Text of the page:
When people think about what to do in Sitges (pronounce like “See-tches” or sit-jet) the first things that comes to mind are usually Sitges Carnival, the infamous Sitges annual film festival in October or the gay pride parade; however, after my last day trip from Barcelona, I can confidently say there is a lot more to do in this small town than first meets the eye. My friends and I had planned on going to witness the Sitges Carnival parades in all their glory last Sunday but after some hard-partying at Barcelona’s mega-club Razzmatazz on Saturday night, none of us were fit for the train, much less sitting in the sun all day. Alas, we were still determined to make this day trip from Barcelona a reality. So the following Saturday, we woke up around 9:00 am, faced our varying degrees of hangover, and headed for the train from Sant Cugat to Barcelona to find out for ourselves what to do in Sitges.
Getting to Sitges
If you live in Barcelona, getting to Sitges is easy by Renfe train. It is approximately 35 kilometers southwest of the city, which means it’s close enough to be just a day trip from Barcelona but far enough away to feel like visiting a different part of Spain. You can leave from either the Sants or the Passeig de Gracia station and the train ride takes only thirty minutes.
Unfortunately, I can’t tell you how much it costs to get to and from because there is some discrepancy depending where you look. Online it will say that the trip each way costs around 4 euro but if I remember correctly my roundtrip ticket cost almost 14 euro. That being said, when you do go to buy your ticket, look carefully and make sure you’re getting the right one!
A Brief Description
Choosing between two beach staples should help you to determine what to do in Sitges: the art scene (daytime) and the night scene (gaytime). Sitges history as a gay community can be traced back to the 18th century when the Catalan painter, Santiago Rusiñol, took up residence and made it a destination for Barcelona’s most renowned intellectuals, artists, and sculptors. Later when Joan Miro, Salvador Dali, and Pablo Picasso began to frequent Sitges it became a sort of best of the best of Spanish counterculture. And it continued to be a liberal stronghold even through Franco’s regime. Sitges is quite literally the “pride” of Catalunya, much in the same way that South Beach is the “pride” of my home state.
Many of its residents have emigrated from other parts of Europe (France, Scandinavia, Great Britain, and the Netherlands) to enjoy the Mediterranean shipping village which ironically became one of the most gay-friendly cities in the world.
Now, enough about history and back to my day trip from Barcelona. While we weren’t able to explore all possible things to do in Sitges, I can give you a few tips and point you in the direction of a couple places I really enjoyed.
The first stop, obviously, should be Sitges’ beach. The best way to get there is to walk straight out of the train station and follow the signs to Carrer de Sant Pau. From the end of the street, you’ll have the beach in front of you and the church to your left. Take a minute to walk up the church steps and get a few pictures of the sea then hightail it back from whence you came for the next step.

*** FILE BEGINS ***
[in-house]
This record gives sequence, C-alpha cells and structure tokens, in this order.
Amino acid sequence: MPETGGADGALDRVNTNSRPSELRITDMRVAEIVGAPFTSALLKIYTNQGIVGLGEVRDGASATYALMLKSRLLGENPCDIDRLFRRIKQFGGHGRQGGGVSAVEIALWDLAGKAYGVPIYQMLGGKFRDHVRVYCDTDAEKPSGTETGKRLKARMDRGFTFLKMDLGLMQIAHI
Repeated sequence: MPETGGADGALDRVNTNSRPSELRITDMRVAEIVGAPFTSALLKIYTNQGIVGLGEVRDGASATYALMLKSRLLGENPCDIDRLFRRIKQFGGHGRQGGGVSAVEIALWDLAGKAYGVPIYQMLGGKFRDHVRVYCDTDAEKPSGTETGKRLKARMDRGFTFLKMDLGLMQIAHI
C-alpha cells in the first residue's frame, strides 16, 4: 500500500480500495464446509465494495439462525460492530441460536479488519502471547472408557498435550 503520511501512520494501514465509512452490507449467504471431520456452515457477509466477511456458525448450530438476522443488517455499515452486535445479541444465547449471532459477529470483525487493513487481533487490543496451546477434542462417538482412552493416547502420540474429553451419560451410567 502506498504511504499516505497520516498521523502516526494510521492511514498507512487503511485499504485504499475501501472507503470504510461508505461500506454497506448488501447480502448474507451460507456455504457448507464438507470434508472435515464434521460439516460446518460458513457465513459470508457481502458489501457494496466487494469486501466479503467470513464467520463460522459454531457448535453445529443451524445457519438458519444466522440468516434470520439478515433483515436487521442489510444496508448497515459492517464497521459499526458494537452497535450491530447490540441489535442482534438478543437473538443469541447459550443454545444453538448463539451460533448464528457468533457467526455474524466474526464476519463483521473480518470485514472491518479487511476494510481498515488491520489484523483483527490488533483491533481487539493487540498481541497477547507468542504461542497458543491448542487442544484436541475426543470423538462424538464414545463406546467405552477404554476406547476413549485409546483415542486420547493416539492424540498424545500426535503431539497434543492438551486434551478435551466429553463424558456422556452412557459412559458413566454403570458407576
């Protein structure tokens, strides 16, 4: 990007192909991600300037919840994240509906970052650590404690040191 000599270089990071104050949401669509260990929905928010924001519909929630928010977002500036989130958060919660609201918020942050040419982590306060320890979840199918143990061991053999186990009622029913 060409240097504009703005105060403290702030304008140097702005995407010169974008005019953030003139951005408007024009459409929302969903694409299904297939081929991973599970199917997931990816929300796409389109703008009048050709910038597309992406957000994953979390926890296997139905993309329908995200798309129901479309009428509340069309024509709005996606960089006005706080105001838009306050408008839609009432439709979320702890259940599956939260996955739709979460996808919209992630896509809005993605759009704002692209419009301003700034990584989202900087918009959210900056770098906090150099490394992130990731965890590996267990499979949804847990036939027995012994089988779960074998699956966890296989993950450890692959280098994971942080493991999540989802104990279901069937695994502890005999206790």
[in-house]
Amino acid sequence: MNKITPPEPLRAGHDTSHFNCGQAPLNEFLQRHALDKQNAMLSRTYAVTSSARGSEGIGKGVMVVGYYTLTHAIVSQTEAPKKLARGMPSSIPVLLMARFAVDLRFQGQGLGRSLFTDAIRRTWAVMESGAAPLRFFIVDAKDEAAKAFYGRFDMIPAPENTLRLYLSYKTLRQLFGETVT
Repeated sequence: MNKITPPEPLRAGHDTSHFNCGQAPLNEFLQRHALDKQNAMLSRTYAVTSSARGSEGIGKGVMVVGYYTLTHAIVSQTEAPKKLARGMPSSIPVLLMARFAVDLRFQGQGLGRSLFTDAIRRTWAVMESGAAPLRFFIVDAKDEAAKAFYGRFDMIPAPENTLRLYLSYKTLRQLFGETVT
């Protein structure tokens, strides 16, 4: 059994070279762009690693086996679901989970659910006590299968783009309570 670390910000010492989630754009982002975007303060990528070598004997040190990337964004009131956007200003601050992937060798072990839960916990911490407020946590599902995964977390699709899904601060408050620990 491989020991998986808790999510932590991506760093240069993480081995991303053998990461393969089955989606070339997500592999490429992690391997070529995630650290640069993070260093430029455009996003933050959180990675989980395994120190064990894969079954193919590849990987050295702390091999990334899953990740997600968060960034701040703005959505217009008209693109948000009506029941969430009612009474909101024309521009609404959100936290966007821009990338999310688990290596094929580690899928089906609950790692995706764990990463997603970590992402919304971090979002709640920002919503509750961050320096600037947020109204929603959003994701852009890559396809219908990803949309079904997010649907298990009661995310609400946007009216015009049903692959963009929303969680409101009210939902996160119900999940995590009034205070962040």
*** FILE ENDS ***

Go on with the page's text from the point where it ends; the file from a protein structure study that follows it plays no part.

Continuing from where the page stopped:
What (I suggest) You Do In Sitges
I can only recommend drinking on the beach based on my personal experience. This is where it pays to be a little bit cautious – do not, I repeat do not, get TOO drunk on the beach in Sitges, or anywhere else. One of two things could happen, best case, you could end up with a sunburn and a headache, or worst case, you could potentially drown. It is dangerous so if you’re going swimming, do it before you get boozy and set a time limit for beverages under the sun if you don’t want to end up looking like a lobster. Off the soapbox now. You might want to bring your own liquor or wine because it will be more expensive the closer you get to the beach. Tourists buy it and they’re always willing to pay more. Beer is not advisable as it will quickly warm up and generates more trash than you want to deal with.
After you’ve had some cocktails or whatever I recommend checking out a place called “Restaurant Pic Nic.” The staff are super friendly, and the service in unbelievably fast. My friend and I both ordered a mini-hamburger and fries and got them before our Sangria even hit the table. They have a terrace out front, a bar and a private dining room indoors, and an outside porch area incased in glass which overlooks the water. Did I mention the Sangria? 15 euro for a liter. Restaurant Pic Nic reminded me of home – breezy, friendly, and fun, and the bill was a pleasant surprise at less than 25 euro for 2 people. Highly recommend!
The last thing to remember when deciding what to do in Sitges is that you’re going to the beach so the point is to relax! Enjoy the time outside the city, just chillin’ on the warm sands and listening to the waves. Maybe I’ll see you there.
You can find out more about Barcelona’s best beaches in our free E-book.
What do you like to do at the beach? What things are essential to bring with? Do you have any other recommendations for daytime/nighttime in Sitges?
~edited by T.Vu~